Heat shock proteins, thermotolerance, and their relevance to clinical hyperthermia

G. C. Li, N. F. Mivechi, G. Weitzel

Research output: Contribution to journalArticlepeer-review

215 Scopus citations


Mammalian cells, when exposed to a non-lethal heat shock, have the ability to acquire a transient resistance to subsequent exposures at elevated temperatures, a phenomenon termed thermotolerance. The mechanism(s) for the development of thermotolerance is not well understood, but earlier experimental evidence suggests that protein synthesis may play a role in its manifestation. On the molecular level, heat shock activates a specific set of genes, so-called heat shock genes, and results in the preferential synthesis of heat shock proteins. The heat shock response, specifically the regulation, expression and functions of heat shock proteins, has been extensively studied in the past decades and has attracted the attention of a wide spectrum of investigators ranging from molecular and cell biologists to radiation and hyperthermia oncologists. There is much data supporting the hypothesis that heat shock proteins play important roles in modulating cellular responses to heat shock, and are involved in the development of thermotolerance. This review summarizes some current knowledge on thermotolerance and the functions of heat shock proteins, especially hsp70. The relationship between thermotolerance development and hsp70 synthesis in tumours and in normal tissues is examined. The possibility of using hsp70 as an indicator for thermotolerance is discussed.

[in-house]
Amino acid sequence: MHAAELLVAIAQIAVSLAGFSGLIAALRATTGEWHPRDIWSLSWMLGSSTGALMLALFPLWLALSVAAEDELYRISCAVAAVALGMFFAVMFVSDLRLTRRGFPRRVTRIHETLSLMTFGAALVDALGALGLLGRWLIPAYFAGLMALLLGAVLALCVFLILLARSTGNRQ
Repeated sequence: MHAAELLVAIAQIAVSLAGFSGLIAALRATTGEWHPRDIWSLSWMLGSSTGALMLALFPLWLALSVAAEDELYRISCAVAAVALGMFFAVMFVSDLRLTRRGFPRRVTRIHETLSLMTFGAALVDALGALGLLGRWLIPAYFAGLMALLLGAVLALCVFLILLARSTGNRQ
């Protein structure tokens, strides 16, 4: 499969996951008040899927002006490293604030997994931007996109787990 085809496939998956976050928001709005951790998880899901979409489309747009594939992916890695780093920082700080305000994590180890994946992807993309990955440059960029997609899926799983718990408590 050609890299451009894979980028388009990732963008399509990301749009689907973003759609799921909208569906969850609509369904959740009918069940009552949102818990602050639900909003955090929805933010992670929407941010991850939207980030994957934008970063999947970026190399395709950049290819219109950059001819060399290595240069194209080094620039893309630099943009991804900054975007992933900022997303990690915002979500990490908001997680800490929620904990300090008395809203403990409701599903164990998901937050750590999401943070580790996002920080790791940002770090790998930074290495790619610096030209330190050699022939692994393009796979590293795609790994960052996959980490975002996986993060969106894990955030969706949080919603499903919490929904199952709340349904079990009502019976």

Original languageEnglish (US)
Pages (from-to)459-488
Number of pages30
JournalInternational Journal of Hyperthermia
Issue number4
StatePublished - 1995
Externally publishedYes


  • Clinical hyperthermia
  • Heat shock protein
  • Normal tissues
  • Thermotolerance
  • Tumours

ASJC Scopus subject areas

  • Physiology
  • Physiology (medical)
  • Cancer Research


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